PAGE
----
Gluten is the general name for the proteins found in wheat, rye, barley, and triticale, Peterson says.
You’ll see this claim on many foods that typically contain gluten — such as gluten-free breads, crackers, cookies, and sauces — as well as foods that don’t usually contain gluten, like applesauce.
The food must contain less than 0.5 gram of fat per serving.
“Many fat-free products replace the fat with extra added sugars or sodium to try to improve the taste of the now fat-free product,” Gaffen says.
The food contains less than 0.5 gram of sugar per serving.
Gaffen says many sugar-free foods taste sweet because they include artificial sugars such as sorbitol, which can cause gastrointestinal distress (such as cramping and diarrhea) if you consume large quantities.
7. No Added Sugar
No sugars were added to the food during processing or production. “This includes ingredients that contain sugar, such as juice or dry fruit,” Peterson says.
8. A Good Source of…
The food contains 10% to 19% of the daily recommended value of a specific nutrient.
9. An Excellent Source of…
The food contains 20% or more of the DRV of a specific nutrient.
“This claim can be helpful to pay attention to if you’re trying to increase certain nutrients in your diet,” Gaffen says.
10. High in…
The food contains at least 20% of the DRV of a specific nutrient. If a product has multiple foods, like a frozen dinner, the label must identify to which food the claim applies.
For instance, “the brown rice in this meal is high in fiber.”
11. Low Sodium
The food contains 140 milligrams of sodium or less per serving. Very low-sodium foods contain 35 milligrams or less per serving, Peterson says.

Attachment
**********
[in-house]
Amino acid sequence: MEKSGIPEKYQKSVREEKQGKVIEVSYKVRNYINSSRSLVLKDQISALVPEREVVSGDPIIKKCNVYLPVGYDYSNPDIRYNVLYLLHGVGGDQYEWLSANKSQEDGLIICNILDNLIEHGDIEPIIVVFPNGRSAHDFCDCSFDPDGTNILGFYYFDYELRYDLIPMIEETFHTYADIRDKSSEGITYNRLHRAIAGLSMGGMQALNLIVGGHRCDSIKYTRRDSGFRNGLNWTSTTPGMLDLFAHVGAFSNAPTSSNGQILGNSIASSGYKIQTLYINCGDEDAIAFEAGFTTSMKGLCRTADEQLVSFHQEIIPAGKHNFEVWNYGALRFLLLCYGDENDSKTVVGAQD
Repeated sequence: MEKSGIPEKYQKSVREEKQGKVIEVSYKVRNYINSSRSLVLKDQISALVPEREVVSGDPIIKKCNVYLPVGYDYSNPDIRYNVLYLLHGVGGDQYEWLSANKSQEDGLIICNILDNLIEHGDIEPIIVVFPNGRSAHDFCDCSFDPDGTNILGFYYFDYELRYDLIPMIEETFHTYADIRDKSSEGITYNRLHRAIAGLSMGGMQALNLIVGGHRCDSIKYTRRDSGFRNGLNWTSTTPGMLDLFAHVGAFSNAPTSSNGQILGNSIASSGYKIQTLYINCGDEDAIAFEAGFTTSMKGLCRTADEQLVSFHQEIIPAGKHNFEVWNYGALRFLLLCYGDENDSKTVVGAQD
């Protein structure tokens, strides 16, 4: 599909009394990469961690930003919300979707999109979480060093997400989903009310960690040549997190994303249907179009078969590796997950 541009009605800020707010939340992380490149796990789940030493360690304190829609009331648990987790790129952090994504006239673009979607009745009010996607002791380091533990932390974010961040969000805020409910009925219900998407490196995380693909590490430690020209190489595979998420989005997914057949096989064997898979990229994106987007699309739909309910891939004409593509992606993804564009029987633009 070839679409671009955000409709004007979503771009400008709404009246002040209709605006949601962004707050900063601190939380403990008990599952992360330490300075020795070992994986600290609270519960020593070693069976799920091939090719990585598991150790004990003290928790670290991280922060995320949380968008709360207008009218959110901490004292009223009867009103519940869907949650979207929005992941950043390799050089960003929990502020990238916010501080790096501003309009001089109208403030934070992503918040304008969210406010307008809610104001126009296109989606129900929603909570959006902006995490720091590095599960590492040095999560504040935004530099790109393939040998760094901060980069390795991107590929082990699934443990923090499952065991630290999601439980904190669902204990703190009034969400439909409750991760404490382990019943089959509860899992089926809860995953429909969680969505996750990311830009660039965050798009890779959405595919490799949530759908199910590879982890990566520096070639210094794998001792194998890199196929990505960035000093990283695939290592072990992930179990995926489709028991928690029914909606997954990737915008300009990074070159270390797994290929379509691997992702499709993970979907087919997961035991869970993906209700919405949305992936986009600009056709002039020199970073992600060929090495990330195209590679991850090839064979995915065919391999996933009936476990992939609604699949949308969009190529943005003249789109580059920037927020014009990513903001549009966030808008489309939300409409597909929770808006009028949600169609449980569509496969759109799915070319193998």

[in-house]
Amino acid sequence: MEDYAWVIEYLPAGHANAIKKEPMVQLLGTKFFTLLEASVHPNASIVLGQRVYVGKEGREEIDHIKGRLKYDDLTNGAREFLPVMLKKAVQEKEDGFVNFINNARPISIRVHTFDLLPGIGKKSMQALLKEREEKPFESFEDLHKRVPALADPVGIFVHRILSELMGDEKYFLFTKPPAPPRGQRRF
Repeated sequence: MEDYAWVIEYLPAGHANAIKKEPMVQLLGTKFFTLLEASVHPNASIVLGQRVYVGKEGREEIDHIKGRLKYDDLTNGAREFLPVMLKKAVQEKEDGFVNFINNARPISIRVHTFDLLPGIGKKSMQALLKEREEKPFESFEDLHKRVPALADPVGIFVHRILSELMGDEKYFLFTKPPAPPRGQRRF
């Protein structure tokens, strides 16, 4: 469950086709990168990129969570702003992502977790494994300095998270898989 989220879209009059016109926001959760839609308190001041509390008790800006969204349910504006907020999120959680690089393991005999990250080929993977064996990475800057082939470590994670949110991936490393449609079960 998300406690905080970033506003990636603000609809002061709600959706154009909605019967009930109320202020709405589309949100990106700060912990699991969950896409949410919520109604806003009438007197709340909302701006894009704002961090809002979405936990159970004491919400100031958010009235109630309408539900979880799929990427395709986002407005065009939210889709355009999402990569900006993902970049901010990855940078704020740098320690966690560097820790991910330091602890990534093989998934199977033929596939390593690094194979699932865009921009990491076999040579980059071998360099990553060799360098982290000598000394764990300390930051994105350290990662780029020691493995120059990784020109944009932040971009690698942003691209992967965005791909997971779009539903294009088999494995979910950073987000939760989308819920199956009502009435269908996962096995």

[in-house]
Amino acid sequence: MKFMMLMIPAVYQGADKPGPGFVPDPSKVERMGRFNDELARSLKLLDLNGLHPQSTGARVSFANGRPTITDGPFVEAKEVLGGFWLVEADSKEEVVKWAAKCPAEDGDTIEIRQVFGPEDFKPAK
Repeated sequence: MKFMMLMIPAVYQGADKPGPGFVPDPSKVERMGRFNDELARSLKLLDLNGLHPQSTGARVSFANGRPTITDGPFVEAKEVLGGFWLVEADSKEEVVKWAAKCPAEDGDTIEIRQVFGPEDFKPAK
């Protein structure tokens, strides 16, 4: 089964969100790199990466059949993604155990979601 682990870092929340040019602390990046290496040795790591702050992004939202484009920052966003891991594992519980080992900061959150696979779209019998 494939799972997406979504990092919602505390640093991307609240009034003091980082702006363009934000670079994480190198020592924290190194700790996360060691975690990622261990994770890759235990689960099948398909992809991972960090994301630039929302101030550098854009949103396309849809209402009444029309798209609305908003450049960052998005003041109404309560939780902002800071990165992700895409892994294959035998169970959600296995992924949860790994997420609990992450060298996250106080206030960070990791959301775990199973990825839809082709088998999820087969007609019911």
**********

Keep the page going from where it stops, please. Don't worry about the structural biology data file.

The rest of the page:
Similar to the low-calorie claim, a food with “low sodium” on the label must have a large enough serving size (30 grams or more than 2 tablespoons).
The food contains less than 5 calories per serving. The label must state if a food is naturally calorie-free (meaning it is calorie-free without any special processing).
Gaffen suggests you pay attention to the serving size because while the calories may still be minimal, several servings of a calorie-free food may not necessarily total zero calories.
The product is not genetically modified, meaning the genetic make-up of the food has not been altered in a lab using genetic engineering or transgenic technology.
But not all genetic modification is bad.
“While everyone deserves to be informed of GMO versus not,” Gaffen says, “genetically engineering a crop has been used to improve versions of existing ones.”
For instance, a crop may require fewer pesticides if it is modified to be more resistant to pests.
14. Made with Organic Ingredients
The food contains at least 70% organically produced ingredients (excluding salt and water).
“This product cannot use the green organic seal,” Peterson says.
15. Certified Organic
The food contains a minimum of 95% organic ingredients (excluding salt and water). “Up to 5% of the ingredients may be non-organic products that are not commercially available as organic,” Peterson says.